An owner of commercial real estate usually obtains a title report when he or she is purchasing a property or refinancing it. However, an owner should be aware that an easement or lien may have been placed on the property without his or her knowledge in the absence of obtaining a title report.
A lien may have been filed against the property from various sources; such as, the IRS, State of California or a vendor or creditor. These attached liens can prevent the owner from selling the property or refinancing, before the release of the claim. Easements placed on a property as rights of way by the Federal or State agencies notify an owner in advance most of the time; however, private easements are not required to notify an owner and can become a valid easement in California after five years of continuous use without the owner’s objection.
The unbeknownst owner who has this easement recorded against his or her land may have a serious problem with selling the property. As a result, it is this writer’s opinion to the owner to access to a Preliminary Title Report well in advance of considering a sale or refinance on the property. It may take several months or years to remove an easement from the property when it comes to a tax lien.
Liens or easements are a great way to extort money from the land owner. In some cases the lien or easement holder may not have a valid claim for the use of the property or money owed. Preliminary Title Reports are easily obtained through the owner’s real estate agent or lawyer at no cost. I suggest that every few years an owner should request a title report for peace of mind.
Commercial real estate buyers should be aware of potential environmental contamination before they purchase an industrial building.
Environmental contamination may exist in an industrial or commercial building without the knowledge of the owners or tenants. The signs of contamination are difficult to see with the naked eye; as a result, a potential buyer of a commercial property should consult an environmental research company to conduct a Phase 1 investigation on the property before the purchase. A Phase 1 investigation is a review of public records for contamination at the site or a site in close proximity where contamination may have drifted to other neighboring sites.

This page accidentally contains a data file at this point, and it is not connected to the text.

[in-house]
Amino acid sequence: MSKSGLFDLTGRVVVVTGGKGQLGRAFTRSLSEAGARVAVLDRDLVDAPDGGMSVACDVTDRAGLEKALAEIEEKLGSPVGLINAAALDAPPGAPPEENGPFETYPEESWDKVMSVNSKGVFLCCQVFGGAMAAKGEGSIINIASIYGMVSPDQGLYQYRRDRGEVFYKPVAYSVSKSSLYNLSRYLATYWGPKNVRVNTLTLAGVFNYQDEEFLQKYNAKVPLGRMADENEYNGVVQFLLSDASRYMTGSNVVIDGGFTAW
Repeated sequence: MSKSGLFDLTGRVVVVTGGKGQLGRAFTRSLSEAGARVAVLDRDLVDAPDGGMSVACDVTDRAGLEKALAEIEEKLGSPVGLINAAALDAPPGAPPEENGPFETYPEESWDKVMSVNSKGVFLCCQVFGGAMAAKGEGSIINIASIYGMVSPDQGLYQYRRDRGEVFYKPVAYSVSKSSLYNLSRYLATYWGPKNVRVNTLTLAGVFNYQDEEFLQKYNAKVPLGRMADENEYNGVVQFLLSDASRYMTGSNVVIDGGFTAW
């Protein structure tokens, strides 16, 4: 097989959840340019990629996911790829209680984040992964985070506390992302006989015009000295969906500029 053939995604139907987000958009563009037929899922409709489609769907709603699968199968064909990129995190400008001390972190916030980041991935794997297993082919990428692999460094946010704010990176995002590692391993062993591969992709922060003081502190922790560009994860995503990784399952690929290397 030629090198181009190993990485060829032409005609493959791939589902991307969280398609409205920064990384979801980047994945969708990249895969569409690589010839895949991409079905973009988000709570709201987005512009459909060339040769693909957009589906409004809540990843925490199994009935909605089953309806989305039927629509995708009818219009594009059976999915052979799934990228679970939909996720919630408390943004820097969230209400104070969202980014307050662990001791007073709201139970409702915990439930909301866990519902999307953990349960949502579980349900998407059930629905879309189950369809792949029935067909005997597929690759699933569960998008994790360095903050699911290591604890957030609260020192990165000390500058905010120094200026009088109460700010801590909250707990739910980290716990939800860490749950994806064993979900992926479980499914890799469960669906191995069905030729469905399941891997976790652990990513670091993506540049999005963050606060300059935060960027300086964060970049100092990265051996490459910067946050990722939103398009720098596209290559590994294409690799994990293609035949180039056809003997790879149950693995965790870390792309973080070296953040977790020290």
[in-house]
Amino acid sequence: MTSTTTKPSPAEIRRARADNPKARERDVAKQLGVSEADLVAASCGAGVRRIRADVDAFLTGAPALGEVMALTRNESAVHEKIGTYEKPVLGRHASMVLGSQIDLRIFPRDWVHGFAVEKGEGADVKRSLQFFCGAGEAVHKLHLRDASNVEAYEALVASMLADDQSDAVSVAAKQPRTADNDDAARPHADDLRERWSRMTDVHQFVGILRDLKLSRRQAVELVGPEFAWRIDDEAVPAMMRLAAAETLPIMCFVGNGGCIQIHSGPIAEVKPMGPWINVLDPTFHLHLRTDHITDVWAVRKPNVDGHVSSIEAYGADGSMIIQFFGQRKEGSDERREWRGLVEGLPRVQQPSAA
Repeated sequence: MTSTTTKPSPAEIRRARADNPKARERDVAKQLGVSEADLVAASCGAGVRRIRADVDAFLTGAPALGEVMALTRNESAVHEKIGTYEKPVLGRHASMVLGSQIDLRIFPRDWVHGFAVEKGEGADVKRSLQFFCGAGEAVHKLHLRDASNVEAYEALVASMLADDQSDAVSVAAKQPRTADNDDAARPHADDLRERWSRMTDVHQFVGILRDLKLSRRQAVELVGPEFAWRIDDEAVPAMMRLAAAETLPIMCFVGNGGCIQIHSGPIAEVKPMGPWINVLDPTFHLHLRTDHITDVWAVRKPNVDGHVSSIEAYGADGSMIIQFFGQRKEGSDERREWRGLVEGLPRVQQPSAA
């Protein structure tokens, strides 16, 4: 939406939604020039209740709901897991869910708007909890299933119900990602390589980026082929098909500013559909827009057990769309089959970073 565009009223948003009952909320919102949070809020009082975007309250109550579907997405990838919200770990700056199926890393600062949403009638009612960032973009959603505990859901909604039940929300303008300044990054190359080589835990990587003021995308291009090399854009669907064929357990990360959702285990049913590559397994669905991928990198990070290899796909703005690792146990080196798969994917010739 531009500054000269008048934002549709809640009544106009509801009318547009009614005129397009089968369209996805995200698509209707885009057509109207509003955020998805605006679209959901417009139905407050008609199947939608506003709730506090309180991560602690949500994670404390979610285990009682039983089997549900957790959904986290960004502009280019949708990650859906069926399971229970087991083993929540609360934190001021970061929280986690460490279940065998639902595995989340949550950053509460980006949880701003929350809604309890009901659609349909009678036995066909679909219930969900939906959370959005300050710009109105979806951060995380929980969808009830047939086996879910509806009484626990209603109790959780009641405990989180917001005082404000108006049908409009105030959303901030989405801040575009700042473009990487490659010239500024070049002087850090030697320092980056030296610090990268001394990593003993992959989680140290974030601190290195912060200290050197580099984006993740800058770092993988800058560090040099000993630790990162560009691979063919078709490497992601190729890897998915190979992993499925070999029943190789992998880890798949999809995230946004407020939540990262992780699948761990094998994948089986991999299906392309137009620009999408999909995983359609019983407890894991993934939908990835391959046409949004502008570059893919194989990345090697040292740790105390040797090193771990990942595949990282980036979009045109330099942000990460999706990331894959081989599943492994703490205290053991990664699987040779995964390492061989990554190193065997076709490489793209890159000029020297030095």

The environmental consulting company should also conduct a walk through the building and interview the tenant prior to the time of purchase. The buyer should never rely on the Phase 1 report conducted by the tenant or property owner’s environmental company. In addition, he or she should inform the consultant preparing the phase 1 report to refrain from providing any recommendations in the report, before the environmental lawyer approves it.
The phase 1 report will cost approximately $1,500 to $3,000 depending on the size of the property. A real estate broker or seller may indicate that a phase 1 report is not necessary if a buyer is paying cash for the property. Consequently, a buyer may later finance the property; as a result, lenders will require the phase 1 report. The cost of a phase 1 report is a small investment to establish a baseline for future buyers and peace of mind.
The Environmental consultant (Phase 1) may require a further investigative report of the property called a phase 2 report. This is a much more costly investigation because of drilling into various depths of the soil checking for contamination as deep as the water table in some cases. The Phase 2 report will inform the buyer on the extent of the contamination in the soil. For example; a contaminated property of only 5 inches in the soil may cost very little to clean up. On the other hand, a very deep and wide contamination could cost more than the value of the property.
As a result, a current owner or tenant should always take action in cleaning up any environmental spills or contamination. Tenants should always be aware of any contamination from chemical spills. In addition, they should consult a good environmental attorney if they have an environmental accident to determine the cause and time of the contamination.
This is only a snapshot of the environmental process.